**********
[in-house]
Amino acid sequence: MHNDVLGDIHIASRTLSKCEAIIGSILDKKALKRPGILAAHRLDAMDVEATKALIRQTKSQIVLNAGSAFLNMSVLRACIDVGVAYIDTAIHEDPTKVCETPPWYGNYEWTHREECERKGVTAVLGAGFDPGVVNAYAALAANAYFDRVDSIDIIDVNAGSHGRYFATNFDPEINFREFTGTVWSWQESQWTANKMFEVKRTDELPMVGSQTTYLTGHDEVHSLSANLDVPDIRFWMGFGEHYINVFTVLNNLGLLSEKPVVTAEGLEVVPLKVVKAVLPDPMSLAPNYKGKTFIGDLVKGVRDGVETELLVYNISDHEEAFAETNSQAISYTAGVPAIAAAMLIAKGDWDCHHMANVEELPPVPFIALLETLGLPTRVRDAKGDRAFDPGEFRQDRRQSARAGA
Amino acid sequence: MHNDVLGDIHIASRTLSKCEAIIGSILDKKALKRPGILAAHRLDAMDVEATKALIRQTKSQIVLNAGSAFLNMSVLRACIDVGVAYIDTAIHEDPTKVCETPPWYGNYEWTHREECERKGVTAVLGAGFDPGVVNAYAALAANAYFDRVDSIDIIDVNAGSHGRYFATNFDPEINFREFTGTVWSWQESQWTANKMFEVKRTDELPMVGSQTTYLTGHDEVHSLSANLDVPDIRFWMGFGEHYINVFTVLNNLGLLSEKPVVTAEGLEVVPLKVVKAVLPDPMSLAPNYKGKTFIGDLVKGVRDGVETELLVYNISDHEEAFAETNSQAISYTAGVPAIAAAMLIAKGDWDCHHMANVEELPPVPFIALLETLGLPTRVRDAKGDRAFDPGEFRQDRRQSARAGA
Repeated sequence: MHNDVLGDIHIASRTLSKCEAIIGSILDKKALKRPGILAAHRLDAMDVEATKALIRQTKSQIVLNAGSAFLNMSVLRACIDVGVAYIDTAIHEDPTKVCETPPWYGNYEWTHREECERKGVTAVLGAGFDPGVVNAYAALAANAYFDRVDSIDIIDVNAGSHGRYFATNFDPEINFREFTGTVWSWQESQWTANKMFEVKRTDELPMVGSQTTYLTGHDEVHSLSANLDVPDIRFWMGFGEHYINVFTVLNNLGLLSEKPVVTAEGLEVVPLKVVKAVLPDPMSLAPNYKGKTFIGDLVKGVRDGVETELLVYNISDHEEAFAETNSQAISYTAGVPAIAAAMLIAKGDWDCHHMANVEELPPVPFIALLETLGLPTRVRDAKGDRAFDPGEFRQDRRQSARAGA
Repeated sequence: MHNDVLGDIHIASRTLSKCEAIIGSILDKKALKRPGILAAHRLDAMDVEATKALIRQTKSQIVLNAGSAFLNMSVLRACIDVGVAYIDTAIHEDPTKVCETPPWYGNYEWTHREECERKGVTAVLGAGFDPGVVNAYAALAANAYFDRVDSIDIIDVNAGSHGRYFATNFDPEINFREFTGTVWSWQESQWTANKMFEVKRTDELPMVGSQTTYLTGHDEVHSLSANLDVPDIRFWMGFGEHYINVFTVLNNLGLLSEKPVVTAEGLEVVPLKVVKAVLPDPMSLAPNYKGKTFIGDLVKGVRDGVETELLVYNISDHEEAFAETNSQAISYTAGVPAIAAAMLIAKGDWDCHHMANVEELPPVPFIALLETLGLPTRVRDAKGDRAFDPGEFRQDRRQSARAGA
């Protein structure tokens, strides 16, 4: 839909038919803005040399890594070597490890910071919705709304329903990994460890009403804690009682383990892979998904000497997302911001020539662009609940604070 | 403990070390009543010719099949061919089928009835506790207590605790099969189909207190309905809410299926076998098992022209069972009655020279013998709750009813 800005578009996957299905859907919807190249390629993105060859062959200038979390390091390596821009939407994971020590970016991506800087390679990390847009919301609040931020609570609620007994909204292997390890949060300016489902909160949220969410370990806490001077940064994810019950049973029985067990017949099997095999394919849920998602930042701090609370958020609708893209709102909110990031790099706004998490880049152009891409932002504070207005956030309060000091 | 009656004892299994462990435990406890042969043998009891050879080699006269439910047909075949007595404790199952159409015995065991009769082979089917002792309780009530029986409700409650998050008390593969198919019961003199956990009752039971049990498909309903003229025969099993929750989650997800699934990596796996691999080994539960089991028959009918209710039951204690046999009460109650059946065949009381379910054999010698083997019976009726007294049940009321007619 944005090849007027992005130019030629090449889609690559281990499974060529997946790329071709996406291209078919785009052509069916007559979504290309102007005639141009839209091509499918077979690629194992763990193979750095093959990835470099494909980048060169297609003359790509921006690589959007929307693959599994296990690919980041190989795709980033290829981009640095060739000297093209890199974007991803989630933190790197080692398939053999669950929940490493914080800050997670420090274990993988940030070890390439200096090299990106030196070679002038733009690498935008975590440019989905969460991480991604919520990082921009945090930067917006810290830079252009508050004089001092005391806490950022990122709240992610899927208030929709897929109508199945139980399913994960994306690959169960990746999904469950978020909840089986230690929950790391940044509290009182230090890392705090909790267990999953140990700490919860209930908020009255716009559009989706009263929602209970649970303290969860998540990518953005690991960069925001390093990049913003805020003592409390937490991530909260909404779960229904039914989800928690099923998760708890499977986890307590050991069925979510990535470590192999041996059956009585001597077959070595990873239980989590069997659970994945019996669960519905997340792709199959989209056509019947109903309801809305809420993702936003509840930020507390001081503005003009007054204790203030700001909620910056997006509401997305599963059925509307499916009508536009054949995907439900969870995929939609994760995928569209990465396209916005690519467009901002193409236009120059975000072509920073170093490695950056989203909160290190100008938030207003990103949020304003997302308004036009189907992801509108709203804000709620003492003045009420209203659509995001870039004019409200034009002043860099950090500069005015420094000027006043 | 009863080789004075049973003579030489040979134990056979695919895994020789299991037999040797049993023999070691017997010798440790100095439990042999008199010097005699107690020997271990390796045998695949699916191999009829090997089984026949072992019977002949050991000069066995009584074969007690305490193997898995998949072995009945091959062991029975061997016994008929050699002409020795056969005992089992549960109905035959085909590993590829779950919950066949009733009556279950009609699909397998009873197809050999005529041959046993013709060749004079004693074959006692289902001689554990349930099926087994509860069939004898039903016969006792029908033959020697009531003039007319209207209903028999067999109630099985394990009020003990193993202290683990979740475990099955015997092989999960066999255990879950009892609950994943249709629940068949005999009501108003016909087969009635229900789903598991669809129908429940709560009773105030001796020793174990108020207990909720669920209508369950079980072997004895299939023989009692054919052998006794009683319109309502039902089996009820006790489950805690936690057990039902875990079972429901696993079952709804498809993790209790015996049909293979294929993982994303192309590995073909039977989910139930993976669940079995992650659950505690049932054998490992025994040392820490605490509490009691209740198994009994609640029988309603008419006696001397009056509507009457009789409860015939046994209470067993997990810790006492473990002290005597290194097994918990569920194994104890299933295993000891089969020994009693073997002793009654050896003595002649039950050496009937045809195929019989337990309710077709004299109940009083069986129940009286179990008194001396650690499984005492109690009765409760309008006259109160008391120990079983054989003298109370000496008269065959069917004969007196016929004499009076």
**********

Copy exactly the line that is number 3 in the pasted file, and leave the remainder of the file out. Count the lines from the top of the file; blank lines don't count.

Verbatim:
Amino acid sequence: MHNDVLGDIHIASRTLSKCEAIIGSILDKKALKRPGILAAHRLDAMDVEATKALIRQTKSQIVLNAGSAFLNMSVLRACIDVGVAYIDTAIHEDPTKVCETPPWYGNYEWTHREECERKGVTAVLGAGFDPGVVNAYAALAANAYFDRVDSIDIIDVNAGSHGRYFATNFDPEINFREFTGTVWSWQESQWTANKMFEVKRTDELPMVGSQTTYLTGHDEVHSLSANLDVPDIRFWMGFGEHYINVFTVLNNLGLLSEKPVVTAEGLEVVPLKVVKAVLPDPMSLAPNYKGKTFIGDLVKGVRDGVETELLVYNISDHEEAFAETNSQAISYTAGVPAIAAAMLIAKGDWDCHHMANVEELPPVPFIALLETLGLPTRVRDAKGDRAFDPGEFRQDRRQSARAGA